Here’s a practical example:  If you start with a shutter speed of 1/125th of a second and adjust that to 1/250th of a second, you are doubling the time the shutter is open, thus letting in double the amount of light.

Although memorizing these numbers is not necessary, learning how shutter speed works by halving and doubling the amount of light that reaches your camera sensor is critical to understanding how to get the best results in every image.  When more light reaches your camera’s sensor, your image is brighter.  When less light reaches your camera’s sensor, your image is darker.

Exposure Value

Exposure Value is the term commonly used to explain how much light reaches your camera’s digital sensor not only through shutter speed but also by taking into account aperture and ISO settings.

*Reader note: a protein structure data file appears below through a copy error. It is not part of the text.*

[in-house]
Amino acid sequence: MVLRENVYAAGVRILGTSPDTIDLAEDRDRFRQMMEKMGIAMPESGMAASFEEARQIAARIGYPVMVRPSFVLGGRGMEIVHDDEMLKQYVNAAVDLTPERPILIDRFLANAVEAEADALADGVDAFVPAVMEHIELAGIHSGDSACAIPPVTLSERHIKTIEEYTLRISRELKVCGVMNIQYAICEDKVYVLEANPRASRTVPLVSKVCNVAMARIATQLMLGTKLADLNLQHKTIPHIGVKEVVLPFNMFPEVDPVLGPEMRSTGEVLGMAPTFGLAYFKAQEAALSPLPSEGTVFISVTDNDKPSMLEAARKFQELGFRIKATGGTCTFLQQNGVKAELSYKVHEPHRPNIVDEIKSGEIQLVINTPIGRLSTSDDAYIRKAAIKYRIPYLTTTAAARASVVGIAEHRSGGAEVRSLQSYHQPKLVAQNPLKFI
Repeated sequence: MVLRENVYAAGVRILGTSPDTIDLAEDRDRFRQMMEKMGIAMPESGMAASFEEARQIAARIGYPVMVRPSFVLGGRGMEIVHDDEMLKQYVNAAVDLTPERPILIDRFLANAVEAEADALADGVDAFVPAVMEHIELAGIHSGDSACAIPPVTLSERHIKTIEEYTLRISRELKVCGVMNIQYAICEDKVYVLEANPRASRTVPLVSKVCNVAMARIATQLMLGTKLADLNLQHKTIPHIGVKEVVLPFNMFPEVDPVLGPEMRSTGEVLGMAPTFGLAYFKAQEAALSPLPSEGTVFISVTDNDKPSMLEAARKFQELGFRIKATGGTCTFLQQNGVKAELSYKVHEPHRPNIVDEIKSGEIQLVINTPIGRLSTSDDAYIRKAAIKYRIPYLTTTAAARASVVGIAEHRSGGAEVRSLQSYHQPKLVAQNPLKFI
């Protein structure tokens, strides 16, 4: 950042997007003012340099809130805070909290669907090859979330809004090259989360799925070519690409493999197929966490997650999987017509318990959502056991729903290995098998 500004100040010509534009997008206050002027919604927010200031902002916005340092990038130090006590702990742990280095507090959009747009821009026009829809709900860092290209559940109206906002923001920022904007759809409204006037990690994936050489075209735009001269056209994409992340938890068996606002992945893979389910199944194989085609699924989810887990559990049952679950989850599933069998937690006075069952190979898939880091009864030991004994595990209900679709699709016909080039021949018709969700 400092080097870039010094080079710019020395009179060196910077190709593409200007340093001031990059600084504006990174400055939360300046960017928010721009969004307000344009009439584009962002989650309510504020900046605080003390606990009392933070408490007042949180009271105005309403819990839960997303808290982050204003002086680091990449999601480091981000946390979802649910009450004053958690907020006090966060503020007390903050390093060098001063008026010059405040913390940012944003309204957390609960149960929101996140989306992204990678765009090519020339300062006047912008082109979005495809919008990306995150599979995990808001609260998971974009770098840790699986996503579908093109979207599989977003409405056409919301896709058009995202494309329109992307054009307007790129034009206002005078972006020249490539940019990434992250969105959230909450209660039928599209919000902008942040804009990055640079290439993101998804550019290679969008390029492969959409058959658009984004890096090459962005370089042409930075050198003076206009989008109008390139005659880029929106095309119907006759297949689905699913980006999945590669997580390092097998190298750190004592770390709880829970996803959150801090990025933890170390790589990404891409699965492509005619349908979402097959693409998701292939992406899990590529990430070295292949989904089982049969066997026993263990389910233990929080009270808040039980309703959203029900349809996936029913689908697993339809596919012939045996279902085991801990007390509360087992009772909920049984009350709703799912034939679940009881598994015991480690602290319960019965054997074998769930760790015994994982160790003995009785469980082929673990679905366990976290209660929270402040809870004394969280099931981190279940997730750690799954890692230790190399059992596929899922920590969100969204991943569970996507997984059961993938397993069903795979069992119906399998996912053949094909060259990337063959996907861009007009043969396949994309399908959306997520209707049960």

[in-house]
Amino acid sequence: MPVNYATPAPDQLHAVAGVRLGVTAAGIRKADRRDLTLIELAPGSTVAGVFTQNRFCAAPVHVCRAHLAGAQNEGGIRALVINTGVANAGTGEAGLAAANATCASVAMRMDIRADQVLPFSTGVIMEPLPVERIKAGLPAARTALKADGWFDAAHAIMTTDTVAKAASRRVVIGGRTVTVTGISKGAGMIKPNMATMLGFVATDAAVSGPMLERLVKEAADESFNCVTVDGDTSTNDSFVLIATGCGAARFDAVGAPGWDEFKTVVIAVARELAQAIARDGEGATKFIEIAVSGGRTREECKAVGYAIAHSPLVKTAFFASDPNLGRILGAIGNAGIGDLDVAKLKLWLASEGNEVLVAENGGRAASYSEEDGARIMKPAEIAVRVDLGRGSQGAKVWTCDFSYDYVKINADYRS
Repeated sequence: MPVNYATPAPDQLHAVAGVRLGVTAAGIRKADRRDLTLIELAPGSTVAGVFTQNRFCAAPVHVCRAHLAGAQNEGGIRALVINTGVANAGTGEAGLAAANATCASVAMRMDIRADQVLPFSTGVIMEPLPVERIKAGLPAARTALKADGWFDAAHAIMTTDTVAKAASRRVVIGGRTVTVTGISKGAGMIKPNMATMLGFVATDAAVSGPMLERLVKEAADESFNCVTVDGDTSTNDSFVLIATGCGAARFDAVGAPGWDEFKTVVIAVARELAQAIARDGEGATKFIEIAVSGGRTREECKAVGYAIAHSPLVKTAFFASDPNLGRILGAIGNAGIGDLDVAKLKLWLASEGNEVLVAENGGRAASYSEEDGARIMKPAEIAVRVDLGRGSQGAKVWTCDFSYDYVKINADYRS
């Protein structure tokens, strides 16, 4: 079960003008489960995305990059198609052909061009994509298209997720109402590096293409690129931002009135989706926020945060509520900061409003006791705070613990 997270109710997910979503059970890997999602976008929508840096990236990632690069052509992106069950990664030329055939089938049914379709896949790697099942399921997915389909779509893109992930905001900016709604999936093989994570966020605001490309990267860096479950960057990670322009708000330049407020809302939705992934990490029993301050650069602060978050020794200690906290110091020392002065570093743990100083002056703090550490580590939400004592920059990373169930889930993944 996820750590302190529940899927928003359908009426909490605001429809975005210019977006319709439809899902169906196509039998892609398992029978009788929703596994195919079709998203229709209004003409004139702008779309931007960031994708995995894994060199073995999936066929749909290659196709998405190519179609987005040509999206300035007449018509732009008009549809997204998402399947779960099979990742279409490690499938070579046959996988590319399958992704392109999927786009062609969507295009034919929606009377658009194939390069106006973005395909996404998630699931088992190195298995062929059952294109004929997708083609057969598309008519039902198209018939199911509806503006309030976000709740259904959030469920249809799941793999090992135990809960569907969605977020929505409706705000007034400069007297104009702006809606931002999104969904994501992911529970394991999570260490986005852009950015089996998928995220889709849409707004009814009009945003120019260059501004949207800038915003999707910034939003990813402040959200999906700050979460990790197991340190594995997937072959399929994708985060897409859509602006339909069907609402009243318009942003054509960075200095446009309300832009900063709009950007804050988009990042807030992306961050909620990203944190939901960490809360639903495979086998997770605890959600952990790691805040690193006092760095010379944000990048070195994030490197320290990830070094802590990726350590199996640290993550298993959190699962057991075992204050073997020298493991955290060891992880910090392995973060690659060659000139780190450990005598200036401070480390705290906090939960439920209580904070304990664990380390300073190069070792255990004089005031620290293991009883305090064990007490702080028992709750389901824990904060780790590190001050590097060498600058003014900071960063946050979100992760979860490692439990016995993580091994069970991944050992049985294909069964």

Dynamic Range

Dynamic Range is the measured amount of difference between your photo’s brightest and darkest areas.  An image with a high dynamic range (HDR) will vary significantly from the darkest darks to the lightest lights, and everything from each extreme will maintain details.


The histogram is a graph that shows the range of tones in any given image from brightest brights to darkest darks.  Modern DSLR cameras will allow you to see the histogram on the camera’s screen or in the viewfinder.  You can also see the histogram in Lightroom or other editing software. 

Exposure Compensation

Exposure compensation happens when as a photographer, you override your camera’s meter and choose settings that will make your image brighter or darker.  Take a look at How Calculating Exposure Gets You The Perfect Image Every Time for a deeper dive into using your camera’s meter.